Street v. N.Y.: Brooklyn Bus Driver Burns Flag After Attempted Murder of Civil Rights Activist

Street v. N.Y.: Brooklyn Bus Driver Burns Flag After Attempted Murder of Civil Rights Activist

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Argued: Street v New York — Sidney Street, a Brooklyn bus driver, burned a flag after hearing of the attempted murder of civil rights activist James Meredith. Street is charged under a New York law which bans "words" that "publicly defy" or "cast contempt" on the American flag. His conviction was upheld both by the intermediate appellate court and by the New York Court of Appeals, but the U.S. Supreme Court will strike down the law as unconstitutional.

The official charges for Sidney Street state:

"The crime of Malicious Mischief in that [he] did willfully and unlawfully defile, cast contempt upon and burn an American Flag, in violation of 1425-16-D of the Penal Law, under the following circumstances:...[he] did willfully and unlawfully set fire to an American Flag and shout, "If they did that to Meredith, We don't need an American Flag.""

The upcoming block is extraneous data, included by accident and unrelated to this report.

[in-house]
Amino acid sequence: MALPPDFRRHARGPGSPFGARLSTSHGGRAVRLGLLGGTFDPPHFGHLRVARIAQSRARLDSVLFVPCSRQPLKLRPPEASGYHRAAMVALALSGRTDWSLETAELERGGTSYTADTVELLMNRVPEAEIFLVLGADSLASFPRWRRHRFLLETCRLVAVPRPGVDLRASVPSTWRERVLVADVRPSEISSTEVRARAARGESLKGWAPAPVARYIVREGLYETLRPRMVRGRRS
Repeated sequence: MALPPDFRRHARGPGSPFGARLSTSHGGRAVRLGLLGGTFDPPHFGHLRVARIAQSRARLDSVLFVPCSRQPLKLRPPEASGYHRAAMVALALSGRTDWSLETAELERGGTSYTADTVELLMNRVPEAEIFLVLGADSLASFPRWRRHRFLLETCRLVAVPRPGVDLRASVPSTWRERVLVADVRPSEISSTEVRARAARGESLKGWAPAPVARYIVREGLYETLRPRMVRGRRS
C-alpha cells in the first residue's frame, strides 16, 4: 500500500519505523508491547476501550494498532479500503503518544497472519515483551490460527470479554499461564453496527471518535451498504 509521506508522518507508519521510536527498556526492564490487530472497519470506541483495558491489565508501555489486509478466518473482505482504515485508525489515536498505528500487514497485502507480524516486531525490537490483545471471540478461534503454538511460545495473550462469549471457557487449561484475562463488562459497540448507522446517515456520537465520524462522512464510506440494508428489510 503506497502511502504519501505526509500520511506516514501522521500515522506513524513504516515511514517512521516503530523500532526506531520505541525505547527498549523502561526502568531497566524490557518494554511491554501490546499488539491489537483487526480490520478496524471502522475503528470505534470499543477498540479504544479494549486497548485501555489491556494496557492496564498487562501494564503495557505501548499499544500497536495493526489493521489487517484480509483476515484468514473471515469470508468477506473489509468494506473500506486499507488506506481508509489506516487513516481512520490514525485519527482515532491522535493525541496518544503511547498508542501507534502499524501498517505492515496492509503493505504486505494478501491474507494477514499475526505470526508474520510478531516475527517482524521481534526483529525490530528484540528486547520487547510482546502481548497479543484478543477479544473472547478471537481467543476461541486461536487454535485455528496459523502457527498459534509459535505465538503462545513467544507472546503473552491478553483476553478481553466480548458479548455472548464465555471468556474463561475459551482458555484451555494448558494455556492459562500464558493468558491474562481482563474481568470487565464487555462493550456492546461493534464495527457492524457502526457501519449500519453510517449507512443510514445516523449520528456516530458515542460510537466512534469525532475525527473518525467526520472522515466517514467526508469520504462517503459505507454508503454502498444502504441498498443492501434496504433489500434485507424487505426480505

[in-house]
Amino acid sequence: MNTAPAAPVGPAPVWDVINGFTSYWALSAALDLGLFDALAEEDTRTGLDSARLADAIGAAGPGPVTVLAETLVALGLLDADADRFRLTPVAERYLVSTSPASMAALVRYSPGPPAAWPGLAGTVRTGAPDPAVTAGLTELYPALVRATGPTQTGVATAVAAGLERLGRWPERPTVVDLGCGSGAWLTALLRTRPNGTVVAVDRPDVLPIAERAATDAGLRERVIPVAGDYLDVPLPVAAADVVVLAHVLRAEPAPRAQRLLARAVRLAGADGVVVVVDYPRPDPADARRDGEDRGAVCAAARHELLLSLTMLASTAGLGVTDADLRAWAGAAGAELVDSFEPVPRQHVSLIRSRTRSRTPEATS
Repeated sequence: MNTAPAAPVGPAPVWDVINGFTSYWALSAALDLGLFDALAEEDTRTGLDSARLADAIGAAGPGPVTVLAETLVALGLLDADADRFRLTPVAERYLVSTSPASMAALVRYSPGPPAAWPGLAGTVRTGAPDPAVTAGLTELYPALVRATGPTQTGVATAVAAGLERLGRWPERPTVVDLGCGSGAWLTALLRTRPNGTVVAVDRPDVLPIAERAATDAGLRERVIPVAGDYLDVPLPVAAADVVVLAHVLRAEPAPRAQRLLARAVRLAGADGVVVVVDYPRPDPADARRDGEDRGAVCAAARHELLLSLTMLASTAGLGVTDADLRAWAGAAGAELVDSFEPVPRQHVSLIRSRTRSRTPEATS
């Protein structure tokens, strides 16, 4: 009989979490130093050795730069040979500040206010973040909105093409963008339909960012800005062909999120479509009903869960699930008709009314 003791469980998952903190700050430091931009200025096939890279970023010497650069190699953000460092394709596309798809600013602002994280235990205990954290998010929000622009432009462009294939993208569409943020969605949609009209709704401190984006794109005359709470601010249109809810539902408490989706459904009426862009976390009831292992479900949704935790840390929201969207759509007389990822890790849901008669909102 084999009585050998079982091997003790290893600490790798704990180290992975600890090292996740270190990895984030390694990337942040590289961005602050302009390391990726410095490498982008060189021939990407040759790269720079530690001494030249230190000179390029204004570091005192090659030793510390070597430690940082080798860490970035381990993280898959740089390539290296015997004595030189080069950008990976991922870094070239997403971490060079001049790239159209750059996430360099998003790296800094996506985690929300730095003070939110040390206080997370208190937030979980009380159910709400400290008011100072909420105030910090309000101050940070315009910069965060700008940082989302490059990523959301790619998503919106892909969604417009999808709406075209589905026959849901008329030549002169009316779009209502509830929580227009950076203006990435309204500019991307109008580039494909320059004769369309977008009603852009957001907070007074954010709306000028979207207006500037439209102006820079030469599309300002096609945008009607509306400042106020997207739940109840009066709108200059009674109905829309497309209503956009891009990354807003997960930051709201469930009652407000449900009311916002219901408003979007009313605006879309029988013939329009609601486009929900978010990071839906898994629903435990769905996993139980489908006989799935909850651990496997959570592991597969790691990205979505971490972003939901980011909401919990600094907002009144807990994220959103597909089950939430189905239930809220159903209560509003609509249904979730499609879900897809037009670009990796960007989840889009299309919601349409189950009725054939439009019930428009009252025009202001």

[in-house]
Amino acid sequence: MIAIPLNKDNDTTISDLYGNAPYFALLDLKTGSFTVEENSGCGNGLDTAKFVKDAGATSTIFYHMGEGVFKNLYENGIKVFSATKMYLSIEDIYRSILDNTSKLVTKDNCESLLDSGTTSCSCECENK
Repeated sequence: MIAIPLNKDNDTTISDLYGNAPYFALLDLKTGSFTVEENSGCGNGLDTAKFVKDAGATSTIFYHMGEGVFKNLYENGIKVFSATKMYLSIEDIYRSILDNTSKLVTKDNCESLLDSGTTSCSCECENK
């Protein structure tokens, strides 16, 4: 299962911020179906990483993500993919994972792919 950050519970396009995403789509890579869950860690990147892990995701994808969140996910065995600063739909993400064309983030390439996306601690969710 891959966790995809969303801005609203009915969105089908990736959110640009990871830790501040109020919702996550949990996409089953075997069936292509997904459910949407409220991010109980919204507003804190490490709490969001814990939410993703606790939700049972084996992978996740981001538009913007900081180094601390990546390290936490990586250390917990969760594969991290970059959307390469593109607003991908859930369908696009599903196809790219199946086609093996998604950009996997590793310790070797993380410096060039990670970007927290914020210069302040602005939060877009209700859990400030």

According to the Supreme Court, the state had no good reasons to convict Sydney Street of a crime after he burned an American flag. Justice Harlan says that the state cannot suppress speech to protect "the sensibilities of passers-by who might be shocked by appellant's words about the American flag" or to force Street "regardless of the impact of his words upon others, [to show] proper respect for our national emblem."

Read More: Street v New York


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